These color photographs were all taken in the Russian Empire between 1909 and 1918.
Sergei Prokudin-Gorskii was a Russian photographer born in 1863. After studying chemistry with Mendeleev and later with Adolf Miethe, Gorskii started developing his own techniques and processes of color photography, giving it a quality that impresses even today.
In 1909, he convinced the Tsar Nicolas II to send him on a trip across the Russian Empire to document its impressive diversity. It was a 10-year project, during which Gorskii took over 10,000 pictures.
The diversity of the people, and the shockingly modern colors of their portraits, make them impossible to forget. They are our contemporaries, now that they stopped hiding between the unfocused black-and-whiteness.
They are almost too present. [via]
Quintessentially Asia Magazine
Photographer: Akif Hakan Celebi
Fashion Stylist: Ice Cheung
Hair Stylist : Jean Tong
Make- Up Artist: Marian Woo
Photographer’s Assistant: Misue Yaya
Hair Stylist Assistant: Dennis Tsui
Stylist Assistant : Yoko So
Models: Wu Ting Ting ( Style Mgt ) , Julien , Daniel, Tatu ( Synergy )
Walking the Streets of New York, 1946. Photography by Stanley Kubrick for Look Magazine.
Michael Wolf - Tokyo Compression (2012)
Tokyo is world-famous for its urban density. Wolf’s candid series captures the daily grind, the exhaustion, discomfort, overcrowding and annoyance of city life.
Charles Ebbets shooting his famous “Lunch atop a Skyscraper” shot on the 69th floor of the GE Building, 1932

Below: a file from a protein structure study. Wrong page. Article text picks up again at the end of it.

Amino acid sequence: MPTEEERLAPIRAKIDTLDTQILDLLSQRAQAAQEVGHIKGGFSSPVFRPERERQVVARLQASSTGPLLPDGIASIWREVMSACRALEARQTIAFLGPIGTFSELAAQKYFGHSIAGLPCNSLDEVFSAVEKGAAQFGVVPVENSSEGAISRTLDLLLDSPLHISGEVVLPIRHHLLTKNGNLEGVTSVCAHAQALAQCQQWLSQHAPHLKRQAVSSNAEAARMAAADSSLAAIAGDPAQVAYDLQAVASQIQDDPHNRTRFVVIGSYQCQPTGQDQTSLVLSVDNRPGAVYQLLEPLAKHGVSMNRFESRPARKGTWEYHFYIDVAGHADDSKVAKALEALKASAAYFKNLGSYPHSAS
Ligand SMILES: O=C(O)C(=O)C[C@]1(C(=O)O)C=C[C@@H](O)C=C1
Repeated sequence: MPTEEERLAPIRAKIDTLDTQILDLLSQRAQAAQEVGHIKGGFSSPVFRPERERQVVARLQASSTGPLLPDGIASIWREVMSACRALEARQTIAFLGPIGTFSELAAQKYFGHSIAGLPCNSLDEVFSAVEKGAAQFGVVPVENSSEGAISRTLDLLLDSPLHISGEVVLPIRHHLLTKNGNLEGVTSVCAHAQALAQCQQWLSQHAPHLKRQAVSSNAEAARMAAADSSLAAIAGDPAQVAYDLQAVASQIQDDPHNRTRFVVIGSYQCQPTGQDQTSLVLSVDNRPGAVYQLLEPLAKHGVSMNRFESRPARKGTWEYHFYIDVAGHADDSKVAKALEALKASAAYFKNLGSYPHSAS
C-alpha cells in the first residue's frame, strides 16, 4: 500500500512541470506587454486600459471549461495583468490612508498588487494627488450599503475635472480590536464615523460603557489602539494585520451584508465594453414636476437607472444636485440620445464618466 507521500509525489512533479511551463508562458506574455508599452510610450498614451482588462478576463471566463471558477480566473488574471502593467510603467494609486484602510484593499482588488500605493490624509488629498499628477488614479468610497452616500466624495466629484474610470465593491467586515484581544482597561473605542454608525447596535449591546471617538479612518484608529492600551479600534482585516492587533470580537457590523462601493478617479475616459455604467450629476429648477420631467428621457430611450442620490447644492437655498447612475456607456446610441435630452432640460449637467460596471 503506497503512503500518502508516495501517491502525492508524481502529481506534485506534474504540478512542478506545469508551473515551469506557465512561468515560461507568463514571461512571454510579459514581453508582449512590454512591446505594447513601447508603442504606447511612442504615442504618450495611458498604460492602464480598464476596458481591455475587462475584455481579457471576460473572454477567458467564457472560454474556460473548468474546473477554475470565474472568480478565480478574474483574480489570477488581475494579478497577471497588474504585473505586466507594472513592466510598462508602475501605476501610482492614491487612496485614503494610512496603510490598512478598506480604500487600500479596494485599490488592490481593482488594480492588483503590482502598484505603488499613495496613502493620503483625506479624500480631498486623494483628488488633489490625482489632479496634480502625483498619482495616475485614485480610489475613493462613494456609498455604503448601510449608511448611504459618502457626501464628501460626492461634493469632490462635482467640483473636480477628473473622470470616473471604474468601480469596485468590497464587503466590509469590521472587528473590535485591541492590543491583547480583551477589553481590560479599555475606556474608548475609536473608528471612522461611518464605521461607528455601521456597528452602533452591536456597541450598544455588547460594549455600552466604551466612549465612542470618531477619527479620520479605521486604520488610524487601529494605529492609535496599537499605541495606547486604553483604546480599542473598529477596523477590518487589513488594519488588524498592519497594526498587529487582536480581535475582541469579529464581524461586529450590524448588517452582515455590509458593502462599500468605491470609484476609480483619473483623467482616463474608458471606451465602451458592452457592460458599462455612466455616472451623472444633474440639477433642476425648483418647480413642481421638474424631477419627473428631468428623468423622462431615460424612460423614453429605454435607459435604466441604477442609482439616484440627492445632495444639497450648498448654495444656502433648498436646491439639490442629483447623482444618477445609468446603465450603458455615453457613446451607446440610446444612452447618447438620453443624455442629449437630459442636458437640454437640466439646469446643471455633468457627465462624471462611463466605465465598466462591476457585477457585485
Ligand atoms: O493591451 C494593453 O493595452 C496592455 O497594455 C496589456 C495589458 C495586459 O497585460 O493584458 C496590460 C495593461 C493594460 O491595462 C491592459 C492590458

Skater girls seen in Vanak Square in Tehran, Iran. [photo cred: Nooshafarin, Humans of Tehran]
László Moholy-Nagy, At Coffee, c. 1920s
Harlem Style 1930’s via Waheed Photo Archive
Trans* activists in Mexico City, protesting violence against the LGBTQ community.
unknown photographer, a spot of december sun filtering onto the platform of victoria station, 1934
from london: portrait of a city by reuel golden; p. 164-165
Korean artist Jiyen Lee has created a series of hypnotizing digital collages that present people going up and down stairs, as seen from a bird’s eye view. Each puzzling assemblage features an unidentifiable traffic of pedestrians on an endless journey. It also remains unclear whether they are actually ascending or descending the steps in front of them, as Lee has taken the artistic liberty of reconfiguring images in unimaginable compositions. Like an M. C. Escher painting, the artist’s digitally manipulated images present a saturation of staircases with no perceivable beginning or end.
“Access Sex”, photos of Kayla Harris by Sarah Murray (more at content source)
The project Access Sex is necessary to not only make people aware of the fact that people with disabilities are seen as asexual beings but to also highlight the origins of their thoughts on disabilities and sexuality. With a range of images the connection between disabilities and sexuality at times is merely a suggestion to ease people into something they may have never consciously thought about.
Ultimately the answer to the question is yes, I can have sex. Want to see some photos that might answer other questions? – Kyla Harris